This study addresses how China's policy response to problems in Xinjiang is interpreted and implemented by officials, who are both governing agents and governed subjects by interviewing Chinese officials working in both Central government and Local governments.
This book examines the many ways in which the Communist Party in China is still revolutionary by focusing on how, in recent years, it has attempted to mobilize Party members to become ethical subjects. In the context of the Party's history of the military revolution, Cultural Revolution and Economic Reform (or economic revolution), the authors argue that under President Xi Jinping the Party has launched an ethical revolution within the Party for the sake of sustaining its legitimacy. This book examines the various combined components of this ethical revolution, including anti-corruption, anti-four undesirable working styles and Mass-Line Education programme from the perspective of the fifty current Communist Party officials.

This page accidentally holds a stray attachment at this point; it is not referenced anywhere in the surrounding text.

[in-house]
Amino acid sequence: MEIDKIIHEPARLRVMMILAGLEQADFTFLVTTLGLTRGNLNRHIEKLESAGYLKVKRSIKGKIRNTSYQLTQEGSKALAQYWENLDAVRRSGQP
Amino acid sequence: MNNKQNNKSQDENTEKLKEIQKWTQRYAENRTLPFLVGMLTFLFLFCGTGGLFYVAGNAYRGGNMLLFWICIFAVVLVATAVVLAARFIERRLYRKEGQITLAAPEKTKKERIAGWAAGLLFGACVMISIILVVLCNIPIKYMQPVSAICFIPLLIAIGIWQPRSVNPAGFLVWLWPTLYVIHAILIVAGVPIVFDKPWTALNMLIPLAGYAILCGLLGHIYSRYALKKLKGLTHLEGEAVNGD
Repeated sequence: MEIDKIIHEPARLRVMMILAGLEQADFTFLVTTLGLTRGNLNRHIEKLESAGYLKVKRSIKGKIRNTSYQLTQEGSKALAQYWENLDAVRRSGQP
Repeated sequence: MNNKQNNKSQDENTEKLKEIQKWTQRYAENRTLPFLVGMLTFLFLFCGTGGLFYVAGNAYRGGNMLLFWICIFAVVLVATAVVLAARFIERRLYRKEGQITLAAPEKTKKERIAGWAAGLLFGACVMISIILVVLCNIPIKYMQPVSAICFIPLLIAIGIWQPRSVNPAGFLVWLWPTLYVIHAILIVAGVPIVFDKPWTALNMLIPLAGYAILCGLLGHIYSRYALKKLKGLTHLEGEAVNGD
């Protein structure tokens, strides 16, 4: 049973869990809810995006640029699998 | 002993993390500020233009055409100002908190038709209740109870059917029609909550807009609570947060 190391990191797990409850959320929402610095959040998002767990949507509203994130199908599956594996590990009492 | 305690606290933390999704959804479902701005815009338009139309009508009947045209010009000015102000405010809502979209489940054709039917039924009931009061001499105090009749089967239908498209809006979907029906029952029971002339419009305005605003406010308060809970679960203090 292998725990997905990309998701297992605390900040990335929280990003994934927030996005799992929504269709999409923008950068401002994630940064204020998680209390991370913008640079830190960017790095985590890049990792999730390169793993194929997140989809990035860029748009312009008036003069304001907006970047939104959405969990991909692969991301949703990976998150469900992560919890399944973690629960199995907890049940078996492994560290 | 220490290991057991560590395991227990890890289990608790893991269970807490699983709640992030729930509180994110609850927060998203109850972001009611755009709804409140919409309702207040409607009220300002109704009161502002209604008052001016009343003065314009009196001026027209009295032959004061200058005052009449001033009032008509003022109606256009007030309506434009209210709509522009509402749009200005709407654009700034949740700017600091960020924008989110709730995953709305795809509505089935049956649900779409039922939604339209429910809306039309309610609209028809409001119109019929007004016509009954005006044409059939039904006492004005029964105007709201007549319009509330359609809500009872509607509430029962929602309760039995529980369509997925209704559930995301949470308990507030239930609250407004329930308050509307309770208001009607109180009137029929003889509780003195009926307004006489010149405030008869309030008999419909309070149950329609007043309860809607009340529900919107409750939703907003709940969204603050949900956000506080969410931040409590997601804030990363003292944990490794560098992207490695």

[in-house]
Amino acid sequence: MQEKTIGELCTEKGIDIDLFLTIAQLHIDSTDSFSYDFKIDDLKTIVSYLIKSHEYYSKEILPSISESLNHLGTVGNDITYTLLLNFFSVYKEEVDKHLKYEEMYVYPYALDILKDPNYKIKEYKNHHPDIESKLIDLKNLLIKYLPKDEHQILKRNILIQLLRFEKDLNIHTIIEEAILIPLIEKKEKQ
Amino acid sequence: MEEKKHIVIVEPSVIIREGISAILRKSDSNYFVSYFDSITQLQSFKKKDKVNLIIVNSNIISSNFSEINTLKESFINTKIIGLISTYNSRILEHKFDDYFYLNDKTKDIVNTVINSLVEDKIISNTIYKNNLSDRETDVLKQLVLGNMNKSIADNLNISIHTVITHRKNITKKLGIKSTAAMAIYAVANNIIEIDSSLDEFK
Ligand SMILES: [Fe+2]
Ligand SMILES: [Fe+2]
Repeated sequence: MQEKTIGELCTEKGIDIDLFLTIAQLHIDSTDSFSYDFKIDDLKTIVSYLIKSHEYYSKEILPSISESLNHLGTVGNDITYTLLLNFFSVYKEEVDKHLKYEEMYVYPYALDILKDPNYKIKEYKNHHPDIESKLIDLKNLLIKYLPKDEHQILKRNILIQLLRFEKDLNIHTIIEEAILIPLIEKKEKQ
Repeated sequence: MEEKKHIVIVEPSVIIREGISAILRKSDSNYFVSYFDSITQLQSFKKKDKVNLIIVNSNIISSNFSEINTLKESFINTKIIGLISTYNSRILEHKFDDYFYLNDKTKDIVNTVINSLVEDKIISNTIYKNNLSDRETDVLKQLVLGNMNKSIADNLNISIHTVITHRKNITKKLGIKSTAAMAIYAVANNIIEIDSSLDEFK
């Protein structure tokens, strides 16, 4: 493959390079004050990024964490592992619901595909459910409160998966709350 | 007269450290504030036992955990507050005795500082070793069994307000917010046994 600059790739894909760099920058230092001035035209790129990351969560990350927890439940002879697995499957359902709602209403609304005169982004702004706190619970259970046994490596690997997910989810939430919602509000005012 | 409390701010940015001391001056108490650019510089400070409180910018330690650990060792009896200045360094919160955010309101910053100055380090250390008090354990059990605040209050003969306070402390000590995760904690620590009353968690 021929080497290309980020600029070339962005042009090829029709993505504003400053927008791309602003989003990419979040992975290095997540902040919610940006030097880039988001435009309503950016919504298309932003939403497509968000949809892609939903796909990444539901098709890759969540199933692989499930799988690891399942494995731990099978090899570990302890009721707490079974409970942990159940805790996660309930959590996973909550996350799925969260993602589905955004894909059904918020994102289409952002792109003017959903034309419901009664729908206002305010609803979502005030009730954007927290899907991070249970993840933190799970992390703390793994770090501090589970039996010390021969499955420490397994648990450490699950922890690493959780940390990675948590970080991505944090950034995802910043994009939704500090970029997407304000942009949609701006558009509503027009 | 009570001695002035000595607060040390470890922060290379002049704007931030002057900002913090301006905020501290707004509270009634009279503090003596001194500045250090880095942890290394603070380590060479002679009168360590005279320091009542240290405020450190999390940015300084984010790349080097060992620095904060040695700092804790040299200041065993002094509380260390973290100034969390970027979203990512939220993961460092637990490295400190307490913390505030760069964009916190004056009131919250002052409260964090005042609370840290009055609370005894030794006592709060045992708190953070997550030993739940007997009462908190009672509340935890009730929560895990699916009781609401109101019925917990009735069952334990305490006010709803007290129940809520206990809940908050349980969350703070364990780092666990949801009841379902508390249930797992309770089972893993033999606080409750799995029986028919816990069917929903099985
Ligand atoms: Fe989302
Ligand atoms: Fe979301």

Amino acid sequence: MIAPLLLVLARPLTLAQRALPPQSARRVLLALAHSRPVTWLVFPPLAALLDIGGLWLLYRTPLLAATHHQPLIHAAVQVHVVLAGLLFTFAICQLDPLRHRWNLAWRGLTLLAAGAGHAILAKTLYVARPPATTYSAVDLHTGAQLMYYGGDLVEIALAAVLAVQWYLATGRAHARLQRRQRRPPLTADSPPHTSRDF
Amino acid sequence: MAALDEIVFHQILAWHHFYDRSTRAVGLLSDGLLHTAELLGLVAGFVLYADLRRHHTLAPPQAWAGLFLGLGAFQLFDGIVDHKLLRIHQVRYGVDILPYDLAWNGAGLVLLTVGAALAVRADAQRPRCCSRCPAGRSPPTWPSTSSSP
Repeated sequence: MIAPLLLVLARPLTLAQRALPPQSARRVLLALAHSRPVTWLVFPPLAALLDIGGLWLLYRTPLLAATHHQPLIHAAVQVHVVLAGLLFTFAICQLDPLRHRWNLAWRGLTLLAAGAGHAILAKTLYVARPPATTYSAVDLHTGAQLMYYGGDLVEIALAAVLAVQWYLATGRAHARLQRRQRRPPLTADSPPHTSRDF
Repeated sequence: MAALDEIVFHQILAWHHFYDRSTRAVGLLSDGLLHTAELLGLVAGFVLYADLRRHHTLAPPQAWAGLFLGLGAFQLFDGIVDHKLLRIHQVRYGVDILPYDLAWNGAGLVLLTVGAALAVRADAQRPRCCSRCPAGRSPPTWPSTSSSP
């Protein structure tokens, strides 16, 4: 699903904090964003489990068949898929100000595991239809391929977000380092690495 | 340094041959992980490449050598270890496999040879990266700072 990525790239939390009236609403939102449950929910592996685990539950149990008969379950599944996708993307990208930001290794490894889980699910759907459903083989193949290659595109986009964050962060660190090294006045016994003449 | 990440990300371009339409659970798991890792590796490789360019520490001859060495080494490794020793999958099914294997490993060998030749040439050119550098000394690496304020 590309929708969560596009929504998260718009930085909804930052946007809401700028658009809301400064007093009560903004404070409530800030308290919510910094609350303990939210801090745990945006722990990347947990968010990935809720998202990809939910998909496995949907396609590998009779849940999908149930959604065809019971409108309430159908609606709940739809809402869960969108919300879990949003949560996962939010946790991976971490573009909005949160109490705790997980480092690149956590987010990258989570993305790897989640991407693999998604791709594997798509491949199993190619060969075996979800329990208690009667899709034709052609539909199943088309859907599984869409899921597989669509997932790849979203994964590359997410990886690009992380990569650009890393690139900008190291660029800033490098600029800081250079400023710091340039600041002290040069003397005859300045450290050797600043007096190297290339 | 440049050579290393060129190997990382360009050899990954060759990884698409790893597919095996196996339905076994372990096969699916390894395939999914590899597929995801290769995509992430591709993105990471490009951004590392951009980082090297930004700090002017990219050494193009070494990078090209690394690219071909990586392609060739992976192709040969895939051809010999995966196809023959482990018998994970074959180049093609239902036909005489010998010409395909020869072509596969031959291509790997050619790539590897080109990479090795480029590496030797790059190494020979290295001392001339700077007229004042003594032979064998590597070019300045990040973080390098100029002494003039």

Security, Citizenship and Human Rights examines counter-terrorism, immigration, citizenship, human rights, 'equalities' and the shifting discourses of 'shared values' and human rights in contemporary Britain. The book argues that British citizenship and human rights policy is being remade and remoulded around public security and that this process could be detrimental to 'our' sense of citizenship, shared values and commitment to human rights.